Pratap Bhanu Mehta discusses the“face-off” between the judiciary and other branches of government especially in the context of the debate over reservations (Indian Express, October 18, 2006) while explaining in a separate article that Supreme Court judgments are often an attempt to broker a compromise between different principles, competing sources of authority and even readings of currents in society (Indian Express, October 26, 2006).

Harish Khare emphasizes that it is imperative to re-align the judiciary with the same democratic obligations and restraints that are observed by other institutions (Hindu, October 26, 2006).

Re-organization of Parliamentary Composition
K. C. Sivaramakrishnan stresses that in any system based on parliamentary constituencies, the periodic delimitation to maintain the seat-population ratio is critical (Indian Express, October 17, 2006). In a separate article, he argues that increasing the number of MPs, if done fairly and over a period of time rather than abruptly, would mean more and better participatory democracy in India (Times of India).

Harsh Mander disagrees and believes that expanding the number of MPs which would simply reproduce all that is wrong with our political system, at considerable expense to the taxpayer (Times of India).

~ Economics ~

Indian IT Industry
: The Indian IT industry ponders the security of India from a data protection viewpoint
Sucheta Dalal, worried by the questions raised about the quality of India’s IT security, urges the IT industry leaders and its trade bodies like NASSCOM to clean up their act and ensure that dubious companies are not allowed to ride the BPO bandwagon and tarnish India’s image (Financial Express, October 16, 2006).

Kiran Karnik, President of NASSCOM, asserts that India is very secure from a data protection standpoint and reaffirms that the Indian IT industry is keeping all procedures under review in order to make India the “Fort Knox” for data (Hindustan Times, October 15, 2006).

Economic Reforms:
Governance issues seem to be the main hindering block for higher growth prospects
Subir Gokarn expresses pessimism about India’s ability to achieve 10% growth rates based on his assessment of low expectations about reform initiatives and poor governance, suggesting that only rapid easing of bottlenecks and outstanding governance could do the trick (Business Standard, October 23, 2006).

Striking a similar chord, Nirvikar Singh argues that the country’s governance gap continues to be the main problem, while discussing the possible impact of foreign capital inflows, capital account convertibility and the role of the financial sector in infrastructure development (Financial Express, October 12, 2006).

N.K. Singh discusses issues of supply management and regulatory oversight in the energy sector in India and demands clarity that would enable the market to reasonably project long-term shifts in fuel prices, thus allowing investors to make decisions on investments (Financial Express, October 7, 2006). Note: This article is the second article in the series. For the first article, click here.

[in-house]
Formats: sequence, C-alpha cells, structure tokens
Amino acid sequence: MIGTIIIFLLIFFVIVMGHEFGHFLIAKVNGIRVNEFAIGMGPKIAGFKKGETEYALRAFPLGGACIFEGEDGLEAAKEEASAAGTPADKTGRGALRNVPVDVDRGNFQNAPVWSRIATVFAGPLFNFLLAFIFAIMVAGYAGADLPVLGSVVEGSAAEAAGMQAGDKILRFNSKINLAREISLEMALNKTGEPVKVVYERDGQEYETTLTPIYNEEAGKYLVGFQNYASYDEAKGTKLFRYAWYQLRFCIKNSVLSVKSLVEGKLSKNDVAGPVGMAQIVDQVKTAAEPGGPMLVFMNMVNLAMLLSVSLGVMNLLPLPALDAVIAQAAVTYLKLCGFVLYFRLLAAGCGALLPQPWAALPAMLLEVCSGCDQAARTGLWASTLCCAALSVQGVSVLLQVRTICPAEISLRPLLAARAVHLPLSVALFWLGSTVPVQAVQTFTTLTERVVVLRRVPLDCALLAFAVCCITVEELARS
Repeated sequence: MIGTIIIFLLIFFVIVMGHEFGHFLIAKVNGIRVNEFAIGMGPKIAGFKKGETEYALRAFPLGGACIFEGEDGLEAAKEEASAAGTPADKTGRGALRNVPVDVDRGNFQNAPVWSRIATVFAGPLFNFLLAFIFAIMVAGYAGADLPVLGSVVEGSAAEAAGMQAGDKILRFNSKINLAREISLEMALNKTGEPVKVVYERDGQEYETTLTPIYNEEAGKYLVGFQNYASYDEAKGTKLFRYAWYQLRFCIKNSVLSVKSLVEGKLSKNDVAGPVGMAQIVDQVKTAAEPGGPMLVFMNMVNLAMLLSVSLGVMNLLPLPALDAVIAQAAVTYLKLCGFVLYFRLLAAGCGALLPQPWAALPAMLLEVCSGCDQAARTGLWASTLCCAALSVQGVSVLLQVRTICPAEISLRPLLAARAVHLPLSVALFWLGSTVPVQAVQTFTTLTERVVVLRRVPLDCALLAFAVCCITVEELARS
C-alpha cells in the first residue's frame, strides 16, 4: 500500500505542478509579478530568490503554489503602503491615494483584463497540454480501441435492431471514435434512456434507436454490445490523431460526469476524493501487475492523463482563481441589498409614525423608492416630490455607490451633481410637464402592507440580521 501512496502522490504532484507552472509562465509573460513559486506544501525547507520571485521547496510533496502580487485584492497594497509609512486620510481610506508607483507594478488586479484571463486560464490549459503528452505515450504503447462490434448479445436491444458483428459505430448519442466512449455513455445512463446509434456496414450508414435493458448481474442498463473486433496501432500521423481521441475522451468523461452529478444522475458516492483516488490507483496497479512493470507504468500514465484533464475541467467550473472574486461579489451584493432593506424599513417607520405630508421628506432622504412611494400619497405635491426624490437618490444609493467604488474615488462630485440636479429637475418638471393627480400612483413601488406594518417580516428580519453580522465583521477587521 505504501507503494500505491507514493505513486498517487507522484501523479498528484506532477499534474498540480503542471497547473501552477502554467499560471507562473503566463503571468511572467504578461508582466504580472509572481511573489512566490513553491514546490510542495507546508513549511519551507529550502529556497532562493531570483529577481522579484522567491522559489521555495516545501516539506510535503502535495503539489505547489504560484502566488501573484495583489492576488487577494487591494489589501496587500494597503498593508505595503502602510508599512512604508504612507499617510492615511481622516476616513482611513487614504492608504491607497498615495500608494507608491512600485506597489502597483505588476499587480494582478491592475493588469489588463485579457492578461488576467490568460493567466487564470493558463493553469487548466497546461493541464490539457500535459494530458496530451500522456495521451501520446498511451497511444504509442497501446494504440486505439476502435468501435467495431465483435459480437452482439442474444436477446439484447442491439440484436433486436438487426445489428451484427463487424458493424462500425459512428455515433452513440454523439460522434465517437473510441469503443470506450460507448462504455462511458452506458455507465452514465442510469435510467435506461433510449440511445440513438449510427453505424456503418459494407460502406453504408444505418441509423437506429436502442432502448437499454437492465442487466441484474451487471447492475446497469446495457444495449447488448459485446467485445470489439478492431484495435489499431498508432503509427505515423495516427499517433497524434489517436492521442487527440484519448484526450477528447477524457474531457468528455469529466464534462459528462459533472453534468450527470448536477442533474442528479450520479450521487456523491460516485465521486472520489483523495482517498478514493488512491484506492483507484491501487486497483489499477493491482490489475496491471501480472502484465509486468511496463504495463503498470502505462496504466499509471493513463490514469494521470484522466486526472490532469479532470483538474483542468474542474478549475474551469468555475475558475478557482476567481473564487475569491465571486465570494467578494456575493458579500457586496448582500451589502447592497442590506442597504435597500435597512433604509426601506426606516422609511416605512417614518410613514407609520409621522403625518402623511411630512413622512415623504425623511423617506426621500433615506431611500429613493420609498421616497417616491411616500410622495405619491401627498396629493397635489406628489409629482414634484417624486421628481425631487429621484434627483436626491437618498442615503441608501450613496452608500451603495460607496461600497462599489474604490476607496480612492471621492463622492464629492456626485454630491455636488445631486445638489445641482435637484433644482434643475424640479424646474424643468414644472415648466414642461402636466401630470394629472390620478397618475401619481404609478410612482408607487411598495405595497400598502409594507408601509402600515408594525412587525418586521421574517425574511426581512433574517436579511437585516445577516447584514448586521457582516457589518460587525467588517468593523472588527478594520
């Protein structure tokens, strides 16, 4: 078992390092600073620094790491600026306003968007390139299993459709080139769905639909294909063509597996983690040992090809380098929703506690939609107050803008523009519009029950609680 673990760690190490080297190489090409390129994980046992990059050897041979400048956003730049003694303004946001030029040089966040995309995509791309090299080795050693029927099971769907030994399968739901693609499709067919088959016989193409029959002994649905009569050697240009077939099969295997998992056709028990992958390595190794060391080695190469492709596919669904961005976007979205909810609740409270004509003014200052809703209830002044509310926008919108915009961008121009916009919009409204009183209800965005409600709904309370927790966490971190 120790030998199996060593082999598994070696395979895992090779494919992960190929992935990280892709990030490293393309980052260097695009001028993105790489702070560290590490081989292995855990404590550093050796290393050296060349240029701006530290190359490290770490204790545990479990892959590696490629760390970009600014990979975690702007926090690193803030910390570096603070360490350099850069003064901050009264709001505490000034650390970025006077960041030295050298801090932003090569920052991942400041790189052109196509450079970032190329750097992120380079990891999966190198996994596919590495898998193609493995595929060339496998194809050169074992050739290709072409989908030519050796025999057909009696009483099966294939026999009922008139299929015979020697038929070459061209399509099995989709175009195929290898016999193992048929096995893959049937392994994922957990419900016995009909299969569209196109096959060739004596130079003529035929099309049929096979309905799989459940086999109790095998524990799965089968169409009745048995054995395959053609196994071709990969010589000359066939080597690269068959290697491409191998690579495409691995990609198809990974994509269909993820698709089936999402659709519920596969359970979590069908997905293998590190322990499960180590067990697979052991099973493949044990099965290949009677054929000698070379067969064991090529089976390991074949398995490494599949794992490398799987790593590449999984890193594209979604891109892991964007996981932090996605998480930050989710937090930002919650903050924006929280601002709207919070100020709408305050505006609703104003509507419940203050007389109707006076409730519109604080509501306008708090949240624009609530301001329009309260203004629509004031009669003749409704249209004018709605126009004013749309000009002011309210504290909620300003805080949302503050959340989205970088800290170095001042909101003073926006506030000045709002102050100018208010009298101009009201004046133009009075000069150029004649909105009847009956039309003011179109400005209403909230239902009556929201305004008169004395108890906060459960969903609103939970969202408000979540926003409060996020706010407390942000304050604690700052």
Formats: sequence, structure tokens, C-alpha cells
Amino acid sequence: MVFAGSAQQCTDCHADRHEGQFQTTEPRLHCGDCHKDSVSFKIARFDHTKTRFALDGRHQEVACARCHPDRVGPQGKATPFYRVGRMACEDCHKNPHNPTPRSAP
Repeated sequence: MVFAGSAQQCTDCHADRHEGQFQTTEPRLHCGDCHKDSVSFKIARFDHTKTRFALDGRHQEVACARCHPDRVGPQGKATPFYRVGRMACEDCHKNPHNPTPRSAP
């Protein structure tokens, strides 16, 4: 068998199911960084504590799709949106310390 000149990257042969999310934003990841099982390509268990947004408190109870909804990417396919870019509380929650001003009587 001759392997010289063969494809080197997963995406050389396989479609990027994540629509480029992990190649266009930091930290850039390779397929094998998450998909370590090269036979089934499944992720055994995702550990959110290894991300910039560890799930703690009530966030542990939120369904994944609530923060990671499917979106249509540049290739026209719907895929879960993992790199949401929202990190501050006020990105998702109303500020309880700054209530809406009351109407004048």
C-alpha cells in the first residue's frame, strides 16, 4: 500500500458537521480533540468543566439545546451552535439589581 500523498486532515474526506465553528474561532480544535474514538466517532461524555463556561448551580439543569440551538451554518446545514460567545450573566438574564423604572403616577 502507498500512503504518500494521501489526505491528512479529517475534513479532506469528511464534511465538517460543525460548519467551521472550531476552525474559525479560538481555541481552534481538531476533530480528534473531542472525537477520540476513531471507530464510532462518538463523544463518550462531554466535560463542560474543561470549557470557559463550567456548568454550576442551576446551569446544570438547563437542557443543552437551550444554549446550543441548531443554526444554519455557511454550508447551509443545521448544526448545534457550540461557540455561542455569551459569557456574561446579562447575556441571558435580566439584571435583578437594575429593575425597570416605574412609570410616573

energySudha Mahalingam highlights the pressing need to manage gas markets and advocates that the market should be allowed to discover the gas price through competitive bids and the government should dispense subsidies through the budget in a transparent manner (Economic Times, October 2, 2006).

Back to the top

~ Domestic Politics ~pakistan

Anwar Mooraj, terming the meeting between Nawaz Sharif and Benazir Bhutton in London as significant, urges for a neutral caretaker government and an independent Election Commission to be put in place for the 2007 elections to be free and fair (Dawn, October 30, 2006).

In a similar vein, Kunwar Idris advocates the need for all political parties to come to a consensus about the formation of a neutral interim government in the run-up to the 2007 elections (Dawn, October 22, 2006), while Anwar Syed stresses the need for the U.S. to push for a legitimate government in Pakistan and calls for various networks of groups to monitor the elections (Dawn, October 22, 2006).

~ Foreign Policy ~

Najmuddin A. Shaikh outlines a strategy to deal with the Taliban menace and advises Pakistan to work with Afghanistan and the international community to eliminate this menace using non-military means, including strong economic incentives and greater economic development (Dawn, October 11, 2006).

Back to the top

~ Domestic Politics ~ bangladesh

M. Abdul Latif Mondal highlights the constitutional conundrum presented by the president taking over as the chief advisor to the caretaker government that has been installed in Bangladesh and points out that by exercising his conscience and judgment in the right direction, the president could still save the nascent democracy of the country (Daily Star, October 30, 2006).

Harun-ur-Rashid lays out the road ahead for the president and outlines the critical tasks that he will have to undertake to exhibit neutrality in discharging his duties towards holding peaceful, free, and fair election of the 9th Parliament of the country (Daily Star, October 31, 2006).

Back to the top

~ Domestic Politics and Peace Process ~ sri lanka